Some 73 per cent of new-build social housing units delivered last year came from the private sector, according to figures obtained from the Department of Housing.
They show the Government funded the delivery of 7,433 social homes in 2022. The majority (54 per cent or 4,026 units) were delivered by private developers in what are known as turnkey projects where the local authority or housing body enters a forward-purchasing arrangement with a private developer.
A further 19 per cent or 1,408 units were purchased from private developers under Part V of the Planning and Development Act, where 10 per cent of a private scheme is acquired for social housing. The final 27 per cent or 1,976 units were delivered directly by local authorities and Approved Housing Bodies (AHBs).
The figures provided by Minister for Housing Darragh O’Brien in response to a parliamentary question from Sinn Féin’s Eoin Ó Broin underscore the State’s reliance on private developers for the delivery of social housing.
“The Government’s over-reliance on private developers for social housing delivery is high cost and high risk,” Mr Ó Broin said, noting that just 1,976 homes were delivered by local authorities and AHBs on public land.
“High risk because it reveals a heavy over-reliance on private developers for social housing delivery. High cost because in general turnkey and Part V developments are more expensive than direct delivery as land costs and developers margin are included in the price,” he said.
“While turnkeys and Part V must remain central to social housing delivery in the coming years, what these figures show is that Government must focus on increasing the direct delivery output of local authorities and Approved Housing Bodies,” he said. “This will require increased investment and reform of the approval and tendering processes imposed on councils and housing bodies when delivering social homes.”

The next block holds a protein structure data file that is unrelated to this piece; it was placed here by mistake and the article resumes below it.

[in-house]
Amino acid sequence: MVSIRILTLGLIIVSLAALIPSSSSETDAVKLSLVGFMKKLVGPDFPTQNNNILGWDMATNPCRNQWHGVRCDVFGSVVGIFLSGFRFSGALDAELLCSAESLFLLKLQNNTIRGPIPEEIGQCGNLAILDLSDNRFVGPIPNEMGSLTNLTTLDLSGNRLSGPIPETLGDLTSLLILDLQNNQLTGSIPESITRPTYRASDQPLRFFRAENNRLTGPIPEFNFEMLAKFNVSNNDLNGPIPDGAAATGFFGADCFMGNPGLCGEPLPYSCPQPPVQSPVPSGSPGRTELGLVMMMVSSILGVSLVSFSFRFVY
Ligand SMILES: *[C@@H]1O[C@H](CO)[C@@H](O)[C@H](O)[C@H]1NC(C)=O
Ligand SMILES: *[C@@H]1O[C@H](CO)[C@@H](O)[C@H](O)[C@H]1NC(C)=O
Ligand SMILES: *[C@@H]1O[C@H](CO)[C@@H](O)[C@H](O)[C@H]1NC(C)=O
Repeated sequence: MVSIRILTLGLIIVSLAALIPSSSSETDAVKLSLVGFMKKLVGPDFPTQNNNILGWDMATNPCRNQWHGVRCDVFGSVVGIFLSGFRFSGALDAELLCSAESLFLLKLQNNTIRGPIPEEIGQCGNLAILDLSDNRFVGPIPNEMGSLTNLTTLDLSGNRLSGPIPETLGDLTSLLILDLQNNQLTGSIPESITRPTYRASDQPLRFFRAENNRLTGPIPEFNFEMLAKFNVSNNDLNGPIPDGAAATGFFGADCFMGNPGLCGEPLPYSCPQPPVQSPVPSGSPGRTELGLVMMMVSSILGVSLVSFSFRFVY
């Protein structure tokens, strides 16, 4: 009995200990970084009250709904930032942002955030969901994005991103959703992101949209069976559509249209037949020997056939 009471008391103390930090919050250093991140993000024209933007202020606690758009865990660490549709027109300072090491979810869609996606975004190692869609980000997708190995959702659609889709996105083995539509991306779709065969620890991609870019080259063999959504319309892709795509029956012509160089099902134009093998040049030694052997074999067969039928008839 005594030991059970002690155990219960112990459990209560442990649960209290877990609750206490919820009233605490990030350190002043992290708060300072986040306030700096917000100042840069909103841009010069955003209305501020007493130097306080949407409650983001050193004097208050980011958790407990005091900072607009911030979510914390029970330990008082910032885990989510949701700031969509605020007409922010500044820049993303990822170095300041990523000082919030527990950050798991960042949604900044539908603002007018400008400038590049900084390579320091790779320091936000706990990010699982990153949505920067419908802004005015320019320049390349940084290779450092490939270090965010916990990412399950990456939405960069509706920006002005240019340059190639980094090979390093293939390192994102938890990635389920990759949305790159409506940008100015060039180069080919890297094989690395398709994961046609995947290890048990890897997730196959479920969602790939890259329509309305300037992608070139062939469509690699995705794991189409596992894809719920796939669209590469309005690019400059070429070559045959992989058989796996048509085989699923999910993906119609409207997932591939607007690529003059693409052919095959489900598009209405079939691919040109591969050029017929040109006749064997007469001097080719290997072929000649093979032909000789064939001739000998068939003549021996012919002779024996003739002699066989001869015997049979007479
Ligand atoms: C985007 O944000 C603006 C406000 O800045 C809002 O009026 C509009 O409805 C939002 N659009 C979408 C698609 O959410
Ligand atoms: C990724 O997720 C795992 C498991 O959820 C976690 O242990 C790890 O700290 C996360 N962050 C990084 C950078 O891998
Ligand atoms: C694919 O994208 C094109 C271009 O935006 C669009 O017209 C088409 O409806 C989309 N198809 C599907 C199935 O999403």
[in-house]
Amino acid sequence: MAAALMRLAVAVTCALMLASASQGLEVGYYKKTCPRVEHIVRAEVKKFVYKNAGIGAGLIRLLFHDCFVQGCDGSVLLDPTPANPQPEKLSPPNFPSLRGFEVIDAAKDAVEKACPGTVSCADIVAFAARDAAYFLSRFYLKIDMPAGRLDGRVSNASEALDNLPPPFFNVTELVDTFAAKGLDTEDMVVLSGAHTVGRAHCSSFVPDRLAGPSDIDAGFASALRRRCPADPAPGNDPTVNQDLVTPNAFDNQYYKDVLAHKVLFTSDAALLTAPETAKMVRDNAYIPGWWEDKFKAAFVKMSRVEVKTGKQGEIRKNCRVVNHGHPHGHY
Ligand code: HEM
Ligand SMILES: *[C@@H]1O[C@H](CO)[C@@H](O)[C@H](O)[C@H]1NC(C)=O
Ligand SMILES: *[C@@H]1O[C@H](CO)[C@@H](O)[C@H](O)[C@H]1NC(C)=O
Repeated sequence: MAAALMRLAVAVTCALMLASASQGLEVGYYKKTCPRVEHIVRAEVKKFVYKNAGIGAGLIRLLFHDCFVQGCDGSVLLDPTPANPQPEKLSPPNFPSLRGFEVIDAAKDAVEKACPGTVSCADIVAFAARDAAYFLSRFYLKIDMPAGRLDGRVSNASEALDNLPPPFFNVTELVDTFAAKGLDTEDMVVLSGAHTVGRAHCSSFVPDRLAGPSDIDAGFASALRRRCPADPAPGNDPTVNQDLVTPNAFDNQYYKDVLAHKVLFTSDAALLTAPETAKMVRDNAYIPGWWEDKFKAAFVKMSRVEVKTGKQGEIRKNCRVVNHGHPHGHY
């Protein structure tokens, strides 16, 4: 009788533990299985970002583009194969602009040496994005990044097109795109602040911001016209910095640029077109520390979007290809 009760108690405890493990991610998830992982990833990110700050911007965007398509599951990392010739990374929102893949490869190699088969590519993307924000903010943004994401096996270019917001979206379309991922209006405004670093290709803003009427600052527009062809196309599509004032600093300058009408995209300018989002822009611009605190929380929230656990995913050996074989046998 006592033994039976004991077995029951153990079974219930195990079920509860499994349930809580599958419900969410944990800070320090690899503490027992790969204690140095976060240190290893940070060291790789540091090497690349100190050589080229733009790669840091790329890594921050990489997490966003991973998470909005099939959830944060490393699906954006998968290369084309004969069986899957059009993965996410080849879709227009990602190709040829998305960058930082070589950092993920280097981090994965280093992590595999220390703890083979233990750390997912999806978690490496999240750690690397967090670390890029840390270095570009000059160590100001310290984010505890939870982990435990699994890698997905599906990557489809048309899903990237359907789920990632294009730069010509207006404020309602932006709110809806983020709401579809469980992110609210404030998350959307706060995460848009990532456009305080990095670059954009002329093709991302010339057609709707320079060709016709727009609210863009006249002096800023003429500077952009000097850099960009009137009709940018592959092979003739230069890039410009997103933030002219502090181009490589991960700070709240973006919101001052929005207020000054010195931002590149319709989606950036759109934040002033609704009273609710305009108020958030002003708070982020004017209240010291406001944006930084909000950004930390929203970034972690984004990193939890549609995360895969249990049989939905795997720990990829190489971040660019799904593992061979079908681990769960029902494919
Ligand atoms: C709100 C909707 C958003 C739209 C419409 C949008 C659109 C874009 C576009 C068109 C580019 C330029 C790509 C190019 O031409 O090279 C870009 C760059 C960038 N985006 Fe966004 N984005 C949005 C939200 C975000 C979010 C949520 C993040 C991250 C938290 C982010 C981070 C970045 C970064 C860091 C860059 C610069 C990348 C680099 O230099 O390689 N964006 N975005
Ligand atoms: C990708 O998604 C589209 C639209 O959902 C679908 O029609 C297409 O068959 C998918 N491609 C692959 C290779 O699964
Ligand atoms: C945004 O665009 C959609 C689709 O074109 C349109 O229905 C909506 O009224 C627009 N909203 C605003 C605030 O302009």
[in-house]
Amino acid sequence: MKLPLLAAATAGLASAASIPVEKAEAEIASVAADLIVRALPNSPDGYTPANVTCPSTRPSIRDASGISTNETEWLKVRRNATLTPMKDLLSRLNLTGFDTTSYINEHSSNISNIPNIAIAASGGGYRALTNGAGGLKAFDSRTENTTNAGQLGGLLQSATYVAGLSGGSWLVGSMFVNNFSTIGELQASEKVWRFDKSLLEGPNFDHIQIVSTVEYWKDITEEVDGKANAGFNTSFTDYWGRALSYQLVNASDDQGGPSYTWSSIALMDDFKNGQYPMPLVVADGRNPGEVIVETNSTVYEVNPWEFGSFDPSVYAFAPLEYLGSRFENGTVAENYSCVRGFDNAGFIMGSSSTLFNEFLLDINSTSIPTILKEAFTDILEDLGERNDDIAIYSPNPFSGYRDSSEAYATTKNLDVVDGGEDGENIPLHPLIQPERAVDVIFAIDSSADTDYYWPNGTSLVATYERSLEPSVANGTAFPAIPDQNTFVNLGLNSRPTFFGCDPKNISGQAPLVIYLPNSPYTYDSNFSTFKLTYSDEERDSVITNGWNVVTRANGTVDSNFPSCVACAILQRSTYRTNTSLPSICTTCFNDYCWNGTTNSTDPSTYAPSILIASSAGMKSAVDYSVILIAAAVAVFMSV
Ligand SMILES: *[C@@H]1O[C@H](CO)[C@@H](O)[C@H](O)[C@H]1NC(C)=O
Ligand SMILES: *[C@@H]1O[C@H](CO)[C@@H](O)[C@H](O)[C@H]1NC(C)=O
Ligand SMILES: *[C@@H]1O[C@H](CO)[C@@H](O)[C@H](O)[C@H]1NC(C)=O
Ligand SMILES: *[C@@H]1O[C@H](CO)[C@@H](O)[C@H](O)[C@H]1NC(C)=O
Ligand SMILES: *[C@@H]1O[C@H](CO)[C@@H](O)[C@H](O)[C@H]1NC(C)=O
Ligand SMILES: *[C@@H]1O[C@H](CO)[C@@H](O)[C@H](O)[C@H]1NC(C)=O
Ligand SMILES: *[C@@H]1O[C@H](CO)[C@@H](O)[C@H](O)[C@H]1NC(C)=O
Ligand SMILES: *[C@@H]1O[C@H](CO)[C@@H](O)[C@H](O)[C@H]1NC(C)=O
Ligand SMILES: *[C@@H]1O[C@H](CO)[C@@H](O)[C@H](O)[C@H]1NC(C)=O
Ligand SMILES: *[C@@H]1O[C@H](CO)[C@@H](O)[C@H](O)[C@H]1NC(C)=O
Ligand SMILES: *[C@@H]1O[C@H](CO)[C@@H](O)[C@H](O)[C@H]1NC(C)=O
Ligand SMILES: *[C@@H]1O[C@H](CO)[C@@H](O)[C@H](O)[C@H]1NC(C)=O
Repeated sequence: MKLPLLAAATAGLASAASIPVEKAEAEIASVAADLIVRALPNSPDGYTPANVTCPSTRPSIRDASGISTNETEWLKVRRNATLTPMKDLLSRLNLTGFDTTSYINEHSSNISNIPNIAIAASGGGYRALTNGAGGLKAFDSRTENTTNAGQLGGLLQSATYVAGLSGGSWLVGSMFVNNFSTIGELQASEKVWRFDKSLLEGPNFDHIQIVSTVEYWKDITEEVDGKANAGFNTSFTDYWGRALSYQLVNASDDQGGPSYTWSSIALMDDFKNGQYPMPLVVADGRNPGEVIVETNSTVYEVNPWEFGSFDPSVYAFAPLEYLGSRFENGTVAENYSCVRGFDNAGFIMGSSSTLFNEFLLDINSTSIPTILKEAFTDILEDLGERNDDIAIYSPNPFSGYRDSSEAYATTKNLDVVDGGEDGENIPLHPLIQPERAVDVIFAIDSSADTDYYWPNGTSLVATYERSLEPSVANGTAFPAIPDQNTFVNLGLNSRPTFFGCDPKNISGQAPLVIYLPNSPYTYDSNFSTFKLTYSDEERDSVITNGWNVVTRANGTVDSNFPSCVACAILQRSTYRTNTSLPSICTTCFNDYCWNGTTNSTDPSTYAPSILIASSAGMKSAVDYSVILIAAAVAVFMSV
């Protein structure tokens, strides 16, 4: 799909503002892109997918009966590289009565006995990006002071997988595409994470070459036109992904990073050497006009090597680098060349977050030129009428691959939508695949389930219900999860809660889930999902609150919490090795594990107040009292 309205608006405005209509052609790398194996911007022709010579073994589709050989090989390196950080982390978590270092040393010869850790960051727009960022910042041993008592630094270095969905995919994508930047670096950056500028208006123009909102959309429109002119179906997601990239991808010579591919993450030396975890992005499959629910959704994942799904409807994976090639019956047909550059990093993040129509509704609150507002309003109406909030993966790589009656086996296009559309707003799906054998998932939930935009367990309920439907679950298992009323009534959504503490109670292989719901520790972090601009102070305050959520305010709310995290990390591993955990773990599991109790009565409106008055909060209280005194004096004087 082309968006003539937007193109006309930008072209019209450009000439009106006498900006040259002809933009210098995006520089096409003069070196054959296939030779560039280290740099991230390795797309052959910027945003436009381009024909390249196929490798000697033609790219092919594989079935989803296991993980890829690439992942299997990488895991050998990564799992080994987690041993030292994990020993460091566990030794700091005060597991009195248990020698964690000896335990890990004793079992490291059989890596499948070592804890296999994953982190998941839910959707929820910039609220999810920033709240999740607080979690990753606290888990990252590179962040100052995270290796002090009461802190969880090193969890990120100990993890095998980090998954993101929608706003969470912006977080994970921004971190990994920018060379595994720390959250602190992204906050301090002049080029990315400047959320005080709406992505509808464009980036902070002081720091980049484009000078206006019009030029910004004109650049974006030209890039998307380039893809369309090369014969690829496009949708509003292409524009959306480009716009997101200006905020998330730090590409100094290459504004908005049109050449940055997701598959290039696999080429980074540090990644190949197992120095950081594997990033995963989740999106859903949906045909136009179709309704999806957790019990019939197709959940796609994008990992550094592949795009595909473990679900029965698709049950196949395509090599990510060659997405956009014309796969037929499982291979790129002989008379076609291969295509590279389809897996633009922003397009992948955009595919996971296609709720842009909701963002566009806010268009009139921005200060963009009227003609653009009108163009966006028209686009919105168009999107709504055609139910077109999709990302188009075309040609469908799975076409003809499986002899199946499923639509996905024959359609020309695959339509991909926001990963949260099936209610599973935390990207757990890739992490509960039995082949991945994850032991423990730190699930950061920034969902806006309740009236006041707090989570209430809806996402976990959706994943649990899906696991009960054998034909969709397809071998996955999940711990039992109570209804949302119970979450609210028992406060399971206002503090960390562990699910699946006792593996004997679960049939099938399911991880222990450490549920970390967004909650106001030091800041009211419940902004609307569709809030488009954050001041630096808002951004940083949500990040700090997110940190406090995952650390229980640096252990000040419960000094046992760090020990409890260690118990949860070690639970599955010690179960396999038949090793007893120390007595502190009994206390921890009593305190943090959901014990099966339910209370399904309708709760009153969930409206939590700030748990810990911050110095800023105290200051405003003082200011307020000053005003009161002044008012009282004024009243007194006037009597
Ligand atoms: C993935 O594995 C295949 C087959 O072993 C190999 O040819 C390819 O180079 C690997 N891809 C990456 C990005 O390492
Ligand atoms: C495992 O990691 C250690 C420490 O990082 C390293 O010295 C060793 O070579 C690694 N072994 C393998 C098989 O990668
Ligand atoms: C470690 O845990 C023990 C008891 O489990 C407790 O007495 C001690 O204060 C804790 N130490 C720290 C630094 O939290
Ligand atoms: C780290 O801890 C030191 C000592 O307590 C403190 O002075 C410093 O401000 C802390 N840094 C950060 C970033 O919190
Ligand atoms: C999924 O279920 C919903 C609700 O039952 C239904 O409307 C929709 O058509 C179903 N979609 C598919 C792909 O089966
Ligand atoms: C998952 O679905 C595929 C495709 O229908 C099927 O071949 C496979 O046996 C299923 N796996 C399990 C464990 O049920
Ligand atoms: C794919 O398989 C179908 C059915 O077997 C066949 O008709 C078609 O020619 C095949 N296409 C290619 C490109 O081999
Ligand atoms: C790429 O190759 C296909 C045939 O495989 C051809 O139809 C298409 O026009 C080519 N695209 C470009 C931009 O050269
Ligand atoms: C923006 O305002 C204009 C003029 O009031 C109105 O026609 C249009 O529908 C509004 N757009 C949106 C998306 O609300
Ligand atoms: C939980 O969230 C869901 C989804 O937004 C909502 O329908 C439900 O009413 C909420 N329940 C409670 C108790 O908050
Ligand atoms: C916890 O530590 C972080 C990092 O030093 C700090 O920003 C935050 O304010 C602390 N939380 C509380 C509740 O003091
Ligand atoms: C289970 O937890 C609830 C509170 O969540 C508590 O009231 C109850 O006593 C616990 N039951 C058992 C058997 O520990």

The Government’s Housing for All strategy plans to increase the supply of housing to an average of 33,000 per year over the next decade. This includes the delivery of 90,000 social homes by 2030. The policy is supported by an investment package of over €4 billion a year, comprising €12 billion in direct exchequer funding, €3.5 billion in funding through the Land Development Agency and €5 billion in funding through the Housing Finance Agency.
The very low direct builds have been linked to high social housing waiting lists. Critics also point out that local authorities are sitting on large tracts of public land which they say are ripe for development.
Residential property prices rose by 3.9 per cent in the 12 months to March, according to the latest official figures, down from 5.1 per cent in February, and from the high values of 15.1 per cent in the 12 months to February and March 2022. In Dublin residential property prices saw an increase of 1.7 per cent, while property prices outside Dublin were 5.7 per cent higher than a year earlier.